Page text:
Read Rob Cox's article here

 

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Christians Rethink Interactions in Public Arena

For USA TodayJonathan Merrit examines the changing nature of "Christian civic engagement":

Christian Millennials are now coming of age and recognizing the flawed strategies and broken agendas embraced by their forebears. They've seen how the religious right (and the religious left, for that matter) has used the Bible as a tool to gain political power and reduced the Christian community to little more than a voting bloc — and they are forging a different path.

Read the full article here

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The Challenge

Glenn Kessler, writer of the Washington Post Factchecker column, issues a challenge to President Obama and Gov. Mitt Romney:

"With the presidential election looming in exactly six months, I would like to issue a challenge to you both: Give at least one campaign speech, on a substantive policy issue, lasting at least 15 minutes, that does not contain a single factual error or misstatement. That means no sugar-coating of your record, no exaggerated claims about your opponent’s record, and no assertions that are technically true but lack crucial context."

I’m not holding my breath for the challenge to be accepted.

 

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War and Peace and the President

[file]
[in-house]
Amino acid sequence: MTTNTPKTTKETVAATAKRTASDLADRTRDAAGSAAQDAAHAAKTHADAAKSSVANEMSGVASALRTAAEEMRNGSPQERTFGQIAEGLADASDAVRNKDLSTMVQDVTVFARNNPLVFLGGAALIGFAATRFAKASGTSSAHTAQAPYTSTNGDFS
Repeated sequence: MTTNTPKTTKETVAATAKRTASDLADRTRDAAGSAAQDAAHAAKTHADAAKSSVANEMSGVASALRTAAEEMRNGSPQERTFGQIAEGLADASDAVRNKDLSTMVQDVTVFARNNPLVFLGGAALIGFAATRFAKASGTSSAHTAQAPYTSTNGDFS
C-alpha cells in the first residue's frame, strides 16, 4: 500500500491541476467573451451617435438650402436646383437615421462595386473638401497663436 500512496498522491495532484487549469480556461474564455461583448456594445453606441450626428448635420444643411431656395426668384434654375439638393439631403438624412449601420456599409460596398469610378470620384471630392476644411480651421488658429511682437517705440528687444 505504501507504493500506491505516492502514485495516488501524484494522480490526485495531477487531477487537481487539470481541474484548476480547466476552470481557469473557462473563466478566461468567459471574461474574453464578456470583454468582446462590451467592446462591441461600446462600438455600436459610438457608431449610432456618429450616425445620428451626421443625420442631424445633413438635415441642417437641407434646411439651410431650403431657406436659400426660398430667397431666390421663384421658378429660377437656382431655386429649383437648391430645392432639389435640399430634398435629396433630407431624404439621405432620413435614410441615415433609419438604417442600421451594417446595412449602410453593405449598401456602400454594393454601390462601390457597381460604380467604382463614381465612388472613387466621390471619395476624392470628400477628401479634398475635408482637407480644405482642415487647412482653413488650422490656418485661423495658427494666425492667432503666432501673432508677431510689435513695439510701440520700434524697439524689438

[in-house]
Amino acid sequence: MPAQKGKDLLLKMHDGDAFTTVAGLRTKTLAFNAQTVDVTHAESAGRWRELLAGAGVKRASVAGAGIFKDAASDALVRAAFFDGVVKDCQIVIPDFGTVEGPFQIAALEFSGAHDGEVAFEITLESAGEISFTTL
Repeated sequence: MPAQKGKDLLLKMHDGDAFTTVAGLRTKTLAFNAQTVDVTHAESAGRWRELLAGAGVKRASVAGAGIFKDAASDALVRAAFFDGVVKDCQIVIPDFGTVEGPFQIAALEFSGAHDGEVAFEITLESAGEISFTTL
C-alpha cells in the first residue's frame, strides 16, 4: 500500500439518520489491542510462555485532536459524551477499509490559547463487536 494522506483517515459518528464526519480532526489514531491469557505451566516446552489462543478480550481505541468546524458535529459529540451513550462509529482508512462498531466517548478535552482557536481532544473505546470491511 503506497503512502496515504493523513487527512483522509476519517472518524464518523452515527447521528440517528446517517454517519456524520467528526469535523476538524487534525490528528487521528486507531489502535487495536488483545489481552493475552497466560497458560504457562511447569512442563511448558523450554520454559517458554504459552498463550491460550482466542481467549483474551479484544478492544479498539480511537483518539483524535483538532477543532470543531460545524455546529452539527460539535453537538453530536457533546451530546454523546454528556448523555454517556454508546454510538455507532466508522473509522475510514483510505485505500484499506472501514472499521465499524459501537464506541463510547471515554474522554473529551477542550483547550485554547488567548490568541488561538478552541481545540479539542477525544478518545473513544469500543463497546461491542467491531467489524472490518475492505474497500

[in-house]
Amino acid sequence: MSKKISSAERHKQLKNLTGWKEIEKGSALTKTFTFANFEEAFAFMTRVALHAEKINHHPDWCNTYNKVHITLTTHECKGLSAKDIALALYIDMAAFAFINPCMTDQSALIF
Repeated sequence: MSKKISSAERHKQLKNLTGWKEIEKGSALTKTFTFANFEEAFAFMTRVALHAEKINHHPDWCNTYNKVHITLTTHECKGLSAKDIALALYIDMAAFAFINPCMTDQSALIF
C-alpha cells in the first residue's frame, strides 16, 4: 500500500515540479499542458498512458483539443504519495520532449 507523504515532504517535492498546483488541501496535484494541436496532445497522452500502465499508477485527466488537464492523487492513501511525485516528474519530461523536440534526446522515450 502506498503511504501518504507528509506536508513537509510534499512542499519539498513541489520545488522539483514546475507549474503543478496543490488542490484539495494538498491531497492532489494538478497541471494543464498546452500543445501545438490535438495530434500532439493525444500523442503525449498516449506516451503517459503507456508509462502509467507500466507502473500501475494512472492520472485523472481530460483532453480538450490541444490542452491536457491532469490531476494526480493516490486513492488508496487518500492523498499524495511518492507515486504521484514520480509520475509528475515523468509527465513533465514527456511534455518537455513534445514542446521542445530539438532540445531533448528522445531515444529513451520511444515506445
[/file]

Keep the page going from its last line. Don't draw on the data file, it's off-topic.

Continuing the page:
Yale Professor David Bromwich analyses President Obama's foreign policy for The Huffington Post:

President Obama, it has been said, is a master of having it both ways. Nowhere is this truer than in foreign policy. He ended the torture regime at Guantanamo, in line with rulings handed down by the Supreme Court. At the same time he assured impunity to the lawyers who justified torture and the agents who executed it. He publicized his intention of closing the prison itself as a matter of principle; but when resistance sprang up, he scuttled the plan. To facilitate the extension of the war in Afghanistan, he allowed American diplomats and military officers not to inquire too closely into the treatment of enemy combatants at Bagram and elsewhere.

Read the full analysis here

 

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Making Better Use of Food Stamps

On the Politico opinion pages, Jason Ackerman examines how food assistance programs could be better utilized:

Americans who depend on the federal Supplemental Nutrition Assistance Program — known as food stamps — are unable to buy groceries from online vendors. The Electronic Benefits Transfer, the system that allows SNAP recipients to pay for groceries, does not support Internet transactions. But Congress now has a unique opportunity to change this and bring some relief to millions of people.
 
Learn more here

 

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Sudan Promises to End Hostilities

From the BBC

Sudan has promised to cease hostilities with South Sudan and comply with a UN Security Council resolution. However the foreign ministry also said that Khartoum reserved the right to respond to "aggression" from the South. The statement came hours after Juba alleged fresh bombing by the Khartoum government's forces.

Learn more about the situation in Sudan and South Sudan here